Say good-bye to lean cuisine. If your goal is successful dieting, you'll do better with what might be called keen cuisine.
Sophisticated psychological processes like willpower and negotiation—even lending a helping hand to others—may embody your character but they are also fed literally by glucose that circulates from gut to brain. Exercising the self-control needed for dieting, overriding urges, paying attention, or engaging in any effortful executive brain function imposes unusual nutritional demands on the brain. That makes a strong and steady supply of the mind's preferred energy source a nutritional requirement.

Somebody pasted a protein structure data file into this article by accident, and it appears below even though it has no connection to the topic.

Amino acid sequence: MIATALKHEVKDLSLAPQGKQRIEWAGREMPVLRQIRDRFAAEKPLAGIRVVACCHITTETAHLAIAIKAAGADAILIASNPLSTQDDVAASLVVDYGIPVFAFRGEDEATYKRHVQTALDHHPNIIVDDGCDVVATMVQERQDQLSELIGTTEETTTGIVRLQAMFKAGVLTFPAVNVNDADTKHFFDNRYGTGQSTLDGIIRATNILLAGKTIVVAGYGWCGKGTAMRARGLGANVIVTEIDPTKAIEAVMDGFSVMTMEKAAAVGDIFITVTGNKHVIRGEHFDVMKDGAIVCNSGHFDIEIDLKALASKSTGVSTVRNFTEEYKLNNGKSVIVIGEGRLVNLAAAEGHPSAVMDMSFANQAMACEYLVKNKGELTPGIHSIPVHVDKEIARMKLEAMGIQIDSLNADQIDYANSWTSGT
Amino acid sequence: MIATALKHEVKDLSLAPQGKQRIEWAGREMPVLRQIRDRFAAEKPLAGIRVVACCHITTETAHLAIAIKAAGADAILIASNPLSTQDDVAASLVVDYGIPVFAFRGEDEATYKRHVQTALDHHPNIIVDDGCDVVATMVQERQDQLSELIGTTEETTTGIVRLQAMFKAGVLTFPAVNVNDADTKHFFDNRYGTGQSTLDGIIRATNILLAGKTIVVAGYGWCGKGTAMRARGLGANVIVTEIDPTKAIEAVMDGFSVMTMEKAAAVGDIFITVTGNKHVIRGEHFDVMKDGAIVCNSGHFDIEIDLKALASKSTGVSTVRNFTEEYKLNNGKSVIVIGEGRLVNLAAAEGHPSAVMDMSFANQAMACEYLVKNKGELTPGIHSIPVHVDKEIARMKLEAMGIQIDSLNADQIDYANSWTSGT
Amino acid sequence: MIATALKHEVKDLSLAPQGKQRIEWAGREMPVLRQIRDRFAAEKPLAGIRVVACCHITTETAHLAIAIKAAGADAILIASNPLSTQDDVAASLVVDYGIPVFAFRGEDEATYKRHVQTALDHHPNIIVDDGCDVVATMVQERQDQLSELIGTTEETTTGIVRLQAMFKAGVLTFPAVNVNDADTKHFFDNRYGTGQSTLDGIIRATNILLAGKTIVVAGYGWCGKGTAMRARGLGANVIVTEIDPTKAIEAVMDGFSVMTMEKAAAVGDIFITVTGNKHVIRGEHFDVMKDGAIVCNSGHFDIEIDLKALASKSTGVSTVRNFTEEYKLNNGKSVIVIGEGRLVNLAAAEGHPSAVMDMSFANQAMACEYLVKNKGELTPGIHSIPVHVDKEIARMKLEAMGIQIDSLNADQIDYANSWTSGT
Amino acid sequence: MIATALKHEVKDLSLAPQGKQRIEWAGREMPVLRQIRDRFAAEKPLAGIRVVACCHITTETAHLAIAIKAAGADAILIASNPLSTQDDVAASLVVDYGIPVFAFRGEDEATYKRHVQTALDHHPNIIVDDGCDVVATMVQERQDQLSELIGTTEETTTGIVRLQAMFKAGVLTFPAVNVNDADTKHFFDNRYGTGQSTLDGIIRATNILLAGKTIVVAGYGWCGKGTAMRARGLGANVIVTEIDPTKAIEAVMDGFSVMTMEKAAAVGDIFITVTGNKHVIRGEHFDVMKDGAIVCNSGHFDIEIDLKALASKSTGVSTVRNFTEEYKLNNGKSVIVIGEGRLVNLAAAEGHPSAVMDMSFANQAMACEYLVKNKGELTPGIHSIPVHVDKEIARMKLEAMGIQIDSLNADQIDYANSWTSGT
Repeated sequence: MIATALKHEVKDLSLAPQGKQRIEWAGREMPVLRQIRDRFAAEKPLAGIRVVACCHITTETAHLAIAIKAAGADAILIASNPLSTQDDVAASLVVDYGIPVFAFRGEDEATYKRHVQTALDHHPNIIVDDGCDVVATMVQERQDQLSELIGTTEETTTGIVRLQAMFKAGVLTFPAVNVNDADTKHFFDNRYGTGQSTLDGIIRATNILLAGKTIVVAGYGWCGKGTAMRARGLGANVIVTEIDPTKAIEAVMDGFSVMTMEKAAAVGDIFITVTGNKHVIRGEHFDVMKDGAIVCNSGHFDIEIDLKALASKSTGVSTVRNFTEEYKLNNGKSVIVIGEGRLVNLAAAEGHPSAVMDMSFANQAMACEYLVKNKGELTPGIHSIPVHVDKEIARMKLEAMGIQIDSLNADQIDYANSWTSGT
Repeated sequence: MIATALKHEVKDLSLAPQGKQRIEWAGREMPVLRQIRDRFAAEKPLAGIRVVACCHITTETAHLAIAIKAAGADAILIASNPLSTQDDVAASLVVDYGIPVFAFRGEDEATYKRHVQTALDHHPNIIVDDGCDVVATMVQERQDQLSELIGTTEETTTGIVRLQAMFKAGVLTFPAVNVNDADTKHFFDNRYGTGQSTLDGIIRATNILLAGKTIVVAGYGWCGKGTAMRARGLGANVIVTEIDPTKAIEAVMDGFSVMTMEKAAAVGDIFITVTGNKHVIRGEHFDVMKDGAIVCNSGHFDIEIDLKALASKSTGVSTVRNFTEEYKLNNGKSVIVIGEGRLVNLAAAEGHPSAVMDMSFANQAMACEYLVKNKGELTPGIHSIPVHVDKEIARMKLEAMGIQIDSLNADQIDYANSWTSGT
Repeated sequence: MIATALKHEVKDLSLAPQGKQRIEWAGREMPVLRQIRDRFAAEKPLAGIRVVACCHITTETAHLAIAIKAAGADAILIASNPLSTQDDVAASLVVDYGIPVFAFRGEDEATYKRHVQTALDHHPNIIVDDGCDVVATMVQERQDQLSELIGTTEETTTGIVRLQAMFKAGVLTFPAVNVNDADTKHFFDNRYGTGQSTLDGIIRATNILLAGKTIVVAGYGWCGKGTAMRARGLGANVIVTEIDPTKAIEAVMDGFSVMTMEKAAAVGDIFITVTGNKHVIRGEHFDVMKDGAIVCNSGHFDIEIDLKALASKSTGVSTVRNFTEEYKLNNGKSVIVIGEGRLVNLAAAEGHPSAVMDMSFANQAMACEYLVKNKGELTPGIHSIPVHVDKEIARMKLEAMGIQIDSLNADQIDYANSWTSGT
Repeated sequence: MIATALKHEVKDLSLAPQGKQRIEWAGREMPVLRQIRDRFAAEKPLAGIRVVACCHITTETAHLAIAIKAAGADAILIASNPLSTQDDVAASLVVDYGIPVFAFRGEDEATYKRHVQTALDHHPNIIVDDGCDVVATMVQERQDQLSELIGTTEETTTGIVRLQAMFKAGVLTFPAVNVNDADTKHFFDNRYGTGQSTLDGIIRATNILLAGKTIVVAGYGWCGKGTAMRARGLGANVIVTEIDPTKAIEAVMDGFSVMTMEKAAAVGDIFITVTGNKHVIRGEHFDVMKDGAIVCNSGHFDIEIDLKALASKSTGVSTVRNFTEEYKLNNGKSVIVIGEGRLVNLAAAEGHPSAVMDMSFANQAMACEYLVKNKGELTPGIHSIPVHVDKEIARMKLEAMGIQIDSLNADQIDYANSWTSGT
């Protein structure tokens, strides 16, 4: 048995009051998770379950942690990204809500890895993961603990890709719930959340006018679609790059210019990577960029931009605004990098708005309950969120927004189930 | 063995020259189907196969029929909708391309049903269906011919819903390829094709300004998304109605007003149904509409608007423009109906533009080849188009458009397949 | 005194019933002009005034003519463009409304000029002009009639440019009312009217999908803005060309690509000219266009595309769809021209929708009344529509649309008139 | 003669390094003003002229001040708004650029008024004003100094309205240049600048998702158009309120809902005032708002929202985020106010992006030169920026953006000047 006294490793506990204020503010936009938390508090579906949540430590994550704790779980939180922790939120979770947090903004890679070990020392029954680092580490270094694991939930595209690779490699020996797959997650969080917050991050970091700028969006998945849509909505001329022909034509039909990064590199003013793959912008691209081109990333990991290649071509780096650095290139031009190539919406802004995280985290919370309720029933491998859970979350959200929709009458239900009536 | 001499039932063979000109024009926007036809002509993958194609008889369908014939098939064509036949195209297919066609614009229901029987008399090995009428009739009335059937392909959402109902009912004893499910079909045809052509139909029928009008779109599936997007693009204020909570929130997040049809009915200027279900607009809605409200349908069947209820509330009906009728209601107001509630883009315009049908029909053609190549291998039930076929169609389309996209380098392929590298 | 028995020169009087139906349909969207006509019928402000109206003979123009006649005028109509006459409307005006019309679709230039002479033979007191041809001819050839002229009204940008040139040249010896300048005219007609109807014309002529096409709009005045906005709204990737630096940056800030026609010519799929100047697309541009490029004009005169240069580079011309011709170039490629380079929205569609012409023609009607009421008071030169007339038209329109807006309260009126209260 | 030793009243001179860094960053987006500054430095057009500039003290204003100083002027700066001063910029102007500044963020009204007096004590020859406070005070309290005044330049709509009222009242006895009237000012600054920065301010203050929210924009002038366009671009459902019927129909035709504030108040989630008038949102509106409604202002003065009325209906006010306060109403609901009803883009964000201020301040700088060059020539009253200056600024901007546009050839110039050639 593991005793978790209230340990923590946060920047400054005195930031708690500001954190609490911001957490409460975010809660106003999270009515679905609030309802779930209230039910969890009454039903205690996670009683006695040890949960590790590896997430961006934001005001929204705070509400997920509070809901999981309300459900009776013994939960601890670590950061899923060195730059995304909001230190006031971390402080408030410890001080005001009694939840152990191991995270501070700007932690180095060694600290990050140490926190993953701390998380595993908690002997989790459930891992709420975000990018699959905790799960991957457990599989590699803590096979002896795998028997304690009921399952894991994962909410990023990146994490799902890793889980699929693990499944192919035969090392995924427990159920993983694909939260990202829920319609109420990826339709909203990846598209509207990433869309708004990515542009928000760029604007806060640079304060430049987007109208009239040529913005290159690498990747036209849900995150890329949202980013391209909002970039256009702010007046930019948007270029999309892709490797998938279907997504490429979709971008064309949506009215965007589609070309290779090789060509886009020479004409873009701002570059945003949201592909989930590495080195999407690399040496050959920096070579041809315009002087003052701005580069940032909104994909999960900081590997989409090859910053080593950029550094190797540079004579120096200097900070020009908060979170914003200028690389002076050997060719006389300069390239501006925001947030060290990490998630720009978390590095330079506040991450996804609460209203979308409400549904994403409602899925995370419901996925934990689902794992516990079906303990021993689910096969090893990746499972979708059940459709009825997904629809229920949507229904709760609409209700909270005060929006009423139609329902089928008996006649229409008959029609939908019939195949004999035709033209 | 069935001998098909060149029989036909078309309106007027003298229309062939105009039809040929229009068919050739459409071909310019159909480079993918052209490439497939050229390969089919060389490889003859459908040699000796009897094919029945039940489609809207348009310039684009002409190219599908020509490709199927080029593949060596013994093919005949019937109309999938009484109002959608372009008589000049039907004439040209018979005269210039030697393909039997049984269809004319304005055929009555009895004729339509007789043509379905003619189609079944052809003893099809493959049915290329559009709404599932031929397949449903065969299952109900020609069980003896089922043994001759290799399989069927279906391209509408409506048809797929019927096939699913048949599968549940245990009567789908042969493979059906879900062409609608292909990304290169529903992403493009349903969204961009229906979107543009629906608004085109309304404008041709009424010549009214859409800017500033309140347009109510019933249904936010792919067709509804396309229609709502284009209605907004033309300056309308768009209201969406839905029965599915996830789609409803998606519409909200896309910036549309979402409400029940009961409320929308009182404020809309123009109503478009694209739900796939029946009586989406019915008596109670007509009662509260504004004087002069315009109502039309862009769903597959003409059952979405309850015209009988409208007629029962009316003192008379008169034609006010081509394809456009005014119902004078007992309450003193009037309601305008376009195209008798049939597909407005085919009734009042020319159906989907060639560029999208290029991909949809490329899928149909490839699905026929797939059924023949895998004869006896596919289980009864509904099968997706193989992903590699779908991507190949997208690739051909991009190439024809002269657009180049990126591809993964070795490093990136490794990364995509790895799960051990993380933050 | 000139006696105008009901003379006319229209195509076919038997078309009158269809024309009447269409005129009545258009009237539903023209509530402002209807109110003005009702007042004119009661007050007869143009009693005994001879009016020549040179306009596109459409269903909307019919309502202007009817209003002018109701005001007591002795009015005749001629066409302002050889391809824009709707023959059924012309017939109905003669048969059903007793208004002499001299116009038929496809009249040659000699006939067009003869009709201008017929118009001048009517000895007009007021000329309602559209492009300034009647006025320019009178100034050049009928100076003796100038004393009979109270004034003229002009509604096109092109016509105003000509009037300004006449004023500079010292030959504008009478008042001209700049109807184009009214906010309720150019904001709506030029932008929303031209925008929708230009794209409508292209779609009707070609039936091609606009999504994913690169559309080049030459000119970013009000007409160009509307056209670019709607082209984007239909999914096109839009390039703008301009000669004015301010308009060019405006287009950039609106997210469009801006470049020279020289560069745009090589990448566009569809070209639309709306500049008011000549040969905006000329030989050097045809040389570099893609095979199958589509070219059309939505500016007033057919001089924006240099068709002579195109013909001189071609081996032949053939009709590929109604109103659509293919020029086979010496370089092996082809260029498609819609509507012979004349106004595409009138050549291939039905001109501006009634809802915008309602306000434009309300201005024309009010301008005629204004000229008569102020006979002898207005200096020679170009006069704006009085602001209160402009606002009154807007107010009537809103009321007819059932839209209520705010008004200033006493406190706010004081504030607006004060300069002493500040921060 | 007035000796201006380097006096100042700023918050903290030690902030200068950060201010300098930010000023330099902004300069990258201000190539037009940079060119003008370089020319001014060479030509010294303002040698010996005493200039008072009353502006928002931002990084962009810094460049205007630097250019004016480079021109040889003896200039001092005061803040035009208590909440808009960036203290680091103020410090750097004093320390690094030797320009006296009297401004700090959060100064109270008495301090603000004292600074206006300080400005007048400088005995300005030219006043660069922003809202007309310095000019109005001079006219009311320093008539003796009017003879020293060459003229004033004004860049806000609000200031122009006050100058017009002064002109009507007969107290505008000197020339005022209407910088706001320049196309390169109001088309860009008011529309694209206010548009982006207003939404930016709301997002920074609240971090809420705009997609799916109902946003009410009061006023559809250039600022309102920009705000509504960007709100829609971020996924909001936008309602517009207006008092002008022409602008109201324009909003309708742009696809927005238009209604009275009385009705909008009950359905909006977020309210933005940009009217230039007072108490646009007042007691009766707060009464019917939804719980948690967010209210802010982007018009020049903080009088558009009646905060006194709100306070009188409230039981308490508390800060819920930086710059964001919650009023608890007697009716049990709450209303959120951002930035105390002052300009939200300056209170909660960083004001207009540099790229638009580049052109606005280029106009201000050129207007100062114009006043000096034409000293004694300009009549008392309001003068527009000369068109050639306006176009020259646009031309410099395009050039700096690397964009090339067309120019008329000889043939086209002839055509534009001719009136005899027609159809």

"Eating foods that provide stable and healthy glucose levels should help people muster their self-control," says Matthew Gailliot, professor of psychology at the University of Amsterdam. "It is sadly ironic that people might fail at dieting so often because dieting reduces the very energy source—glucose—needed to diet."
Which meals provide optimal energy for such uniquely human mental activities? "Focus on foods rich in lean protein and complex carbohydrates," says nutritionist Jeannie Gazzaniga Moloo of Sacramento, California. Such foods are metabolized at a steady rate and lead to stable blood-sugar levels. Think low-fat yogurt and fresh strawberries. Veggies with a hummus dip. Fish or grilled chicken.